Dell has been shipping laptops with a rogue Root CA pre-installed, similarly to what happened earlier this year with SuperFish installed on Lenovo laptops. We will show how it is possible to abuse the root CA to steal user’s data and how to safely remove it.
If you own a Dell Laptop, just click on the Windows Start menu and type: certmgr.msc, navigate on the left panel to Trusted Root Certification Authorities and look for the presence of a certificate entry called eDellRoot.
As you can see from the image there is a small key icon, that means the certificate includes a private key. A certificate with a private key is as bad as one without, with a difference: when the private key is provided, everybody can take advantage of the certificate in order to create additional certificates that are recognized as valid by the operating system in use. Let’s see in practical terms what that means.
Abusing Dell Root CA
Once you have your own root Certification Authority you can generate and sign any number of certificates: SSL, code signing, S/MIME etc… If your CA is installed on millions of devices then you’ve got quite some power. If you leave the private key embedded in the CA certificate then everybody suddenly has a lot of power. Just imagine what would happen if someone were to create a certificate for, say, *.google.com. This someone might intercept your SSL traffic, decrypt and inspect it without leaving a trace. Well, we don’t really have to imagine it, let’s do it: we just have to use openssl to create a certificate for the domain/s we would like to hijack and sign them with the CA’s private key, the rest of the job is carried on by a proxy that takes care of automatically generating the right certificates on the fly, while encrypting and decrypting traffic as required. The end result would be something like this, notice the “This website has been verified by eDellRoot” instead of what it should really be: “Google Internet Authority”:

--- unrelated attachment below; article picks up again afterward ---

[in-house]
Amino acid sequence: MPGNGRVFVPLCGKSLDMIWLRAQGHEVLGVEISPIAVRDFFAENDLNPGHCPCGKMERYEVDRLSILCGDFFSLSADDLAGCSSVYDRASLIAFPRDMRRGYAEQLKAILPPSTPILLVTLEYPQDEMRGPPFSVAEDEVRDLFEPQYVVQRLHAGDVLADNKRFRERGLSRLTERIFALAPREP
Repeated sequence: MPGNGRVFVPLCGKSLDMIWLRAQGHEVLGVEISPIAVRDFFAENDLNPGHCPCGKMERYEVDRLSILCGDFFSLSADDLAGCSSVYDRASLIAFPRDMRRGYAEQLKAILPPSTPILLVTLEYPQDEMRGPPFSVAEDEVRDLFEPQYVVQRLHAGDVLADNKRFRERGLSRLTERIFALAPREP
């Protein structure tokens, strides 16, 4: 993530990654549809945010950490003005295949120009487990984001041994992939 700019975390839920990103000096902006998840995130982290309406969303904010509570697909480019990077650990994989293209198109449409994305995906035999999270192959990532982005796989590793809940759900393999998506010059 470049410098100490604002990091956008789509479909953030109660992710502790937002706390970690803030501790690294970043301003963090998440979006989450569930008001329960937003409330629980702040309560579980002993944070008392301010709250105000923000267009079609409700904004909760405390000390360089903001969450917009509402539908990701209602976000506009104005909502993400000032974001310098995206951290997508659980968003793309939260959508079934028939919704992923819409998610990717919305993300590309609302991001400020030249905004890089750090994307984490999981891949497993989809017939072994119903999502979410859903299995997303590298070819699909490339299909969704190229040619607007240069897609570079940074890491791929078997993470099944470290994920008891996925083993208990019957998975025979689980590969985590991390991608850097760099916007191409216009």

Google Chrome and Internet Explorer will not notice anything unusual since the certificate is valid and signed by a Trusted CA. Google Chrome uses certificate pinning to avoid external MITM (man-in-the-middle) attacks although user’s installed certificate authorities have the authority to override pins, thus allowing MITM, like in this case.
Firefox on the other hand will not be fooled since Mozilla uses its own certificate store, so despite the certificate being formally valid, it will not be accepted by Firefox. Apparently Dell’s helper utility is not installing the root CA into the Mozilla Certificate Store.
At this point it becomes easy to peer into the encrypted SSL traffic as if it was plain HTTP, thus stealing access credentials or retrieving the user’s private data. What you see below is a screenshot of GMail access credentials obtained via proxy-based MITM that appears to be completely invisible to the local browser. Every Dell computer equipped with the rogue root CA is vulnerable to this issue.
In order to check whether you’re affected or not simply visit this website, it will tell right away if the Dell rogue root CA is installed on your system. Removing it manually won’t help, in fact Dell Foundation Service will keep reinstalling it. To address this issue Dell released an update and a statement.
Obviously every Root CA has the same capabilities and the same impact as just seen, that’s why keeping your system (may it be a desktop or a mobile device) clear of rogue CAs is important, though not easy at the same time. When manufacturers make the mistake of releasing also the private keys they empower random people to create wild certificates accepted by the manufacturer’s devices. Root CAs should be installed only when strictly required, of course we’re not assuming that Dell used it for evil purposes, in fact they stated it was used for support purposes, but the consequences can still be severe.
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